Report Shows Elevation in Marin Melanoma Rates

This news release was issued jointly by the Cancer Prevention Institute of California and Marin County Health & Human Services.


Incidents 43 percent higher than the rest of the Bay Area

FREMONT, CA and SAN RAFAEL, CA -- Melanoma is now the second most commonly diagnosed cancer after prostate cancer for men in Marin County, according to researchers at the Cancer Prevention Institute of California (CPIC) and the Marin County Department of Health and Human Services.

This new report found changes in melanoma incidence rates for Marin County as part of the regular surveillance of cancer in the nine-county Greater Bay Area.  Key findings of the report include: 
  • Melanoma incidence is 43 percent higher in Marin than the Bay Area average from 2007-2011. 
  • The elevation in melanoma incidence in Marin is mostly limited to residents aged 65 and older at diagnosis.
  • Among Marin men, melanoma is now the second most commonly diagnosed cancer after prostate cancer.
“Melanoma is an important cancer to protect yourself against, as it is one of the most rapidly increasing,” said Dr. Christina Clarke, an epidemiologist at CPIC and lead author of the report.  “We are keeping a close eye on the increasing rates we see in Marin County and will continue to work with the health officials and dermatologists there to make sure the county is informed about melanoma and how to prevent it and catch it early.”

The report suggests that higher percentages of persons living in Marin County have risk factors for being diagnosed with melanoma (like fair skin, a history of intense sun exposure, access to screening services) than other areas, as opposed to any exposure unique about the geography of the county.

“Being active in the outdoors is one of the healthiest things we can do, especially as we age. This is an important reminder to bring along that wide brimmed hat, wear sunscreen, protect yourself from the sun and keep connected to your regular doctor for checkups,” Public Health Officer, Dr. Matt Willis said. “We would love to see even more people being active in Marin’s beautiful outdoors. We just want to see them well protected from the sun.”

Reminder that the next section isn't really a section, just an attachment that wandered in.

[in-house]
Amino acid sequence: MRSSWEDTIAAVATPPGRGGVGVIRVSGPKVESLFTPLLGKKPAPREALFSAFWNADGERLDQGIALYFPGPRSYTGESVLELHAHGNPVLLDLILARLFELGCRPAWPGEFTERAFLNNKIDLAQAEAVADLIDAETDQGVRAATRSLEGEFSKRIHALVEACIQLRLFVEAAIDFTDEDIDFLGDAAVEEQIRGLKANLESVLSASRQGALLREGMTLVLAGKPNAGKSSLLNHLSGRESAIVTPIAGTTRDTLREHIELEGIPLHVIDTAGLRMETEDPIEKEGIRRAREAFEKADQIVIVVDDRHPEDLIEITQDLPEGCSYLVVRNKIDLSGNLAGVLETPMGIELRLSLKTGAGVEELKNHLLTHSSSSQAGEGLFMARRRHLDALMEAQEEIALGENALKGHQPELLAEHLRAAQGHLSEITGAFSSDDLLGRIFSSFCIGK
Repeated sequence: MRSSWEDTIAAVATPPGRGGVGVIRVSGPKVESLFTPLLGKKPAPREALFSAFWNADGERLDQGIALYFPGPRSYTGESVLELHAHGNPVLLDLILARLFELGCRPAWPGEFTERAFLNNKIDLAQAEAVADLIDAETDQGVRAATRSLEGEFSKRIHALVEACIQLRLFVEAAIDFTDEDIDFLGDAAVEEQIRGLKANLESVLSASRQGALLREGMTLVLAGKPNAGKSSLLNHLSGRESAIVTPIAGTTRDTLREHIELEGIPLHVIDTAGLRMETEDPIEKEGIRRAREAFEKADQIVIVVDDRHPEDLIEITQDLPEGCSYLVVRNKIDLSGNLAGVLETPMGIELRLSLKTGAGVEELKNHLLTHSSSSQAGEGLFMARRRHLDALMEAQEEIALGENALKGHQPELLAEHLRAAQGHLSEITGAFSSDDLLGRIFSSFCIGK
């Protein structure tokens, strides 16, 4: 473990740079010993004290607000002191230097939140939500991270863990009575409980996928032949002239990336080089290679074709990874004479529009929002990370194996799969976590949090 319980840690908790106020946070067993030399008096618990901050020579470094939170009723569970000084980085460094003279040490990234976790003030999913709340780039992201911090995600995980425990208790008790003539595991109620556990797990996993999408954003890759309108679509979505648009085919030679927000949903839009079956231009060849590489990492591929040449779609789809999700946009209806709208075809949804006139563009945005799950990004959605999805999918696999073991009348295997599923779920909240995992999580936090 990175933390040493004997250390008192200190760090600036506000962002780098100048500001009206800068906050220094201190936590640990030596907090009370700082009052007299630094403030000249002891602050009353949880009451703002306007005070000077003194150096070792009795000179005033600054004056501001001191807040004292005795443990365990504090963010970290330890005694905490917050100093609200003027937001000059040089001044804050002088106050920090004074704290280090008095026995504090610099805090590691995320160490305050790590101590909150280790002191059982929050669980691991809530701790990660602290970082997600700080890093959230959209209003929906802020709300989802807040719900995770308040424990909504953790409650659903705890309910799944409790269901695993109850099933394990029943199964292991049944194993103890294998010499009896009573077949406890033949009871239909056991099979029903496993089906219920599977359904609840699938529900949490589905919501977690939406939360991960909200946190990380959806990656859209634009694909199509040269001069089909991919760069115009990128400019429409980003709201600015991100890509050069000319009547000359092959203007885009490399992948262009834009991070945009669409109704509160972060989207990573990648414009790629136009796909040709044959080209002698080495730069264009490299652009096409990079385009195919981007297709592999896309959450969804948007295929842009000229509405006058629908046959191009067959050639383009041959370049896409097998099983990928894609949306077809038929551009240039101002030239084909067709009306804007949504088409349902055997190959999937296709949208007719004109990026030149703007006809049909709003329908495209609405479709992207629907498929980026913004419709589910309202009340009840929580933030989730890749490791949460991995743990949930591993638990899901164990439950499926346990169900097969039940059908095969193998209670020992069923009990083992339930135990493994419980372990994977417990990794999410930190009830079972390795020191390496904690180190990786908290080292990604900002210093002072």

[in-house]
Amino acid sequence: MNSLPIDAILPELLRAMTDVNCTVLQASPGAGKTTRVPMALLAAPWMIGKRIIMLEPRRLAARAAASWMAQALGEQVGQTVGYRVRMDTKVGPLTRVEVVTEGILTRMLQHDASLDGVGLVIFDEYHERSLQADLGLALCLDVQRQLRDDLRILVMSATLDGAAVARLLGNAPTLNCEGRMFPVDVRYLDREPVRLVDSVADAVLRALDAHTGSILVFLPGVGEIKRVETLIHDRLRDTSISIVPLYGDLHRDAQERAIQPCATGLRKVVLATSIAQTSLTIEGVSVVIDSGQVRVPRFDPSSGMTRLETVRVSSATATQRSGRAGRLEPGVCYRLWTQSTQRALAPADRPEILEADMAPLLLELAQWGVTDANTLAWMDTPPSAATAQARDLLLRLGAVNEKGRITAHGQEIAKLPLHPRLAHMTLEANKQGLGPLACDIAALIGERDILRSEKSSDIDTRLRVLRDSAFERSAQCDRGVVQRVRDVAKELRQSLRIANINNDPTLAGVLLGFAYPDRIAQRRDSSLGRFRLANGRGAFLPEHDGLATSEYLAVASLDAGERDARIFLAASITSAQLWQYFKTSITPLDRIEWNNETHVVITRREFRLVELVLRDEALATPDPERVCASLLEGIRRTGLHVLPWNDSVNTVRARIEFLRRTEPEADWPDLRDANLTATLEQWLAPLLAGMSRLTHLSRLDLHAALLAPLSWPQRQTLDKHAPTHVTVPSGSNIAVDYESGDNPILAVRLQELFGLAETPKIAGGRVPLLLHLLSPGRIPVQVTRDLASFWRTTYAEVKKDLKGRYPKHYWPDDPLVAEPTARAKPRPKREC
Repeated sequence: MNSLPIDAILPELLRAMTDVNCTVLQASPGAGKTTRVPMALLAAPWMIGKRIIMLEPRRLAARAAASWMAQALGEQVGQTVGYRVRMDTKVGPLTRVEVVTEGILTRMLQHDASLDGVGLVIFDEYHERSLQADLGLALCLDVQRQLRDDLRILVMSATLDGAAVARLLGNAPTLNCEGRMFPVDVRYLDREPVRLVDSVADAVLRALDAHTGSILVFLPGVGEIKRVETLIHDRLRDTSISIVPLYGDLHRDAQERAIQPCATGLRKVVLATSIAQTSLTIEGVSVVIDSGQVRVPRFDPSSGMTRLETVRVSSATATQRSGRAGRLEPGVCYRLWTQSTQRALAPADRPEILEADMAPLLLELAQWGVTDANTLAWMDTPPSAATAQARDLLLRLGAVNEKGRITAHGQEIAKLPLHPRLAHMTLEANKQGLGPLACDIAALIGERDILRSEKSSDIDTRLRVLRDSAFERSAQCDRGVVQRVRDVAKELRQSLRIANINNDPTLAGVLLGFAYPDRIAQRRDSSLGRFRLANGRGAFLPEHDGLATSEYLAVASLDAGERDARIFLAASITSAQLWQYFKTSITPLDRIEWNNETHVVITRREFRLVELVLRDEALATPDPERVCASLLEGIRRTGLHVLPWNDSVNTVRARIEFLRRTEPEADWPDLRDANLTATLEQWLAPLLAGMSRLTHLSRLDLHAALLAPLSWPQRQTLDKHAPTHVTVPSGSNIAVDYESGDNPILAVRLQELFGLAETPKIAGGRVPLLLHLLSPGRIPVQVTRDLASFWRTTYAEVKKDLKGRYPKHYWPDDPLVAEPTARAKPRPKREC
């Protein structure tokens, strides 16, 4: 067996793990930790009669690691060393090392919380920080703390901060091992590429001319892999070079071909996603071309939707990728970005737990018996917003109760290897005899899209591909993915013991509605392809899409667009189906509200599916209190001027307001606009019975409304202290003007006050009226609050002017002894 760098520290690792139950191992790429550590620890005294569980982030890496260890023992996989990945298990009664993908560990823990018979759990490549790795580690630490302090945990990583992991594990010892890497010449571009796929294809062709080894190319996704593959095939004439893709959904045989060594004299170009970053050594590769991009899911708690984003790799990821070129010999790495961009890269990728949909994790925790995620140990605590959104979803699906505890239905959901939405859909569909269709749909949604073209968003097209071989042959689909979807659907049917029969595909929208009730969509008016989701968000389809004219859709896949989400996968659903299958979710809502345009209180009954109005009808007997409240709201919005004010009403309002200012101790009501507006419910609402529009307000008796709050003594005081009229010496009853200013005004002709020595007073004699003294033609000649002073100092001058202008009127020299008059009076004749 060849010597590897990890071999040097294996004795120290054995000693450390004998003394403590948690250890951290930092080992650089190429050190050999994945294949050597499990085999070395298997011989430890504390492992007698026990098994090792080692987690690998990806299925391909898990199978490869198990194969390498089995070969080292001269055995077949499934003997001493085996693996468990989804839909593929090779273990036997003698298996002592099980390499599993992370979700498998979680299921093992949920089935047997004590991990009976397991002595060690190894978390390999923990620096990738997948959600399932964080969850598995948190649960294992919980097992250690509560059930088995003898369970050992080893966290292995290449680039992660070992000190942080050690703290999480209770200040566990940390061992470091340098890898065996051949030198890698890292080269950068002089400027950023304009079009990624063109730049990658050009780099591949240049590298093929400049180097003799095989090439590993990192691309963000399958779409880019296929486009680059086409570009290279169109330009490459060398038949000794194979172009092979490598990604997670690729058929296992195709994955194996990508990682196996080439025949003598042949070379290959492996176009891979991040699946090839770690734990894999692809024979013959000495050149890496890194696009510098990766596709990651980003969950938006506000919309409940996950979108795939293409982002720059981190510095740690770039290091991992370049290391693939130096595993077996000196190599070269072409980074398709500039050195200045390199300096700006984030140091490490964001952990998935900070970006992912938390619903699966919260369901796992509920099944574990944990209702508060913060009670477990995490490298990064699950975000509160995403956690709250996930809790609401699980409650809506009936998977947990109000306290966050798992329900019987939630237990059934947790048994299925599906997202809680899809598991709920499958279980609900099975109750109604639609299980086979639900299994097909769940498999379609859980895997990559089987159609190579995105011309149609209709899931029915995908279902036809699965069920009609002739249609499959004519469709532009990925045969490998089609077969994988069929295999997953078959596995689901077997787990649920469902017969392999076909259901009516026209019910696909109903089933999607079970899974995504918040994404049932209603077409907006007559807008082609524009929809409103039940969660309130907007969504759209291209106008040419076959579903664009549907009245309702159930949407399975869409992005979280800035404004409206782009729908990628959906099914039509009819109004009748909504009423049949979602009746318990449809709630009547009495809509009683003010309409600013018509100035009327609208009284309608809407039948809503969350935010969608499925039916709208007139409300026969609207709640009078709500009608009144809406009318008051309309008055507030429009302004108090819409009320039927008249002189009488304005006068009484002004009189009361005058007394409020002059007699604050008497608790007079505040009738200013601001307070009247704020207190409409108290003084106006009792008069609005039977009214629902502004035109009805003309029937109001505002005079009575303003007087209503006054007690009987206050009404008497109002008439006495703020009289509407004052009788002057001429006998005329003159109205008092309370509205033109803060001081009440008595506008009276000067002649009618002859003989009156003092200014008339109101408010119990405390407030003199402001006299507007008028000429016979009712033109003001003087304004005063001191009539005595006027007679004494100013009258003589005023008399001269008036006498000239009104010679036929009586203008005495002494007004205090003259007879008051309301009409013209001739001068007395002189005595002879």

Among the top recommendations for screening and prevention were:
  • Regular self-examinations with assistance from partner, family member or friend leading to earlier detection.
  • Utilizing the five main sun-protective behaviors to reduce ultraviolet exposure: wearing a hat, wearing a long-sleeved shirt, using sunscreen, wearing sunglasses and seeking shade when possible.
“The Marin County data supports the message that it’s never too late to start sun protection practices,” said Dr. Susan Swetter, Professor of Dermatology and Director of the Pigmented Lesion and Melanoma Program, Stanford University Medical Center and Cancer Institute.  “Awareness of melanoma warning signs and notifying your primary care provider can be lifesaving.”

Dr. Jeffrey Schneider, Chief of Dermatology, Kaiser Permanente Marin and Southern Sonoma, said the report should not change one's overall approach to health, "but it should make us more careful about sun protection when enjoying our wonderful Marin outdoor spaces."  Kaiser recommends wearing a broad-brimmed hat and a Broad-Spectrum sunscreen.  It's handy to keep a second set in your car or with some key items related to your outdoor activities.   

Schneider recommends the ABCDE rule for self-checks of moles:   
  • Asymmetry 
  • Border irregularity 
  • Color variation
  • Diameter over 6 millimeters 
  • Evolving over the past few weeks or months 
"We recommend that residents ask for skin checks when seeing their primary care providers for routine or annual visits,” Schneider said.

About the Cancer Prevention Institute of California
The Cancer Prevention Institute of California (CPIC) is the nation’s premier organization dedicated to preventing cancer and to reducing its burden where it cannot yet be prevented. CPIC tracks patterns of cancer throughout the entire population and identifies those at risk for developing cancer. Its research scientists are leaders in investigating the causes of cancer in large populations to advance the development of prevention-focused interventions. CPIC’s innovative cancer prevention research and education programs, together with the work of the Stanford Cancer Institute, deliver a comprehensive arsenal for defeating cancer. For more information, visit CPIC’s official website at

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Media Contact: Jana Cuiper, 510-608-5160 |

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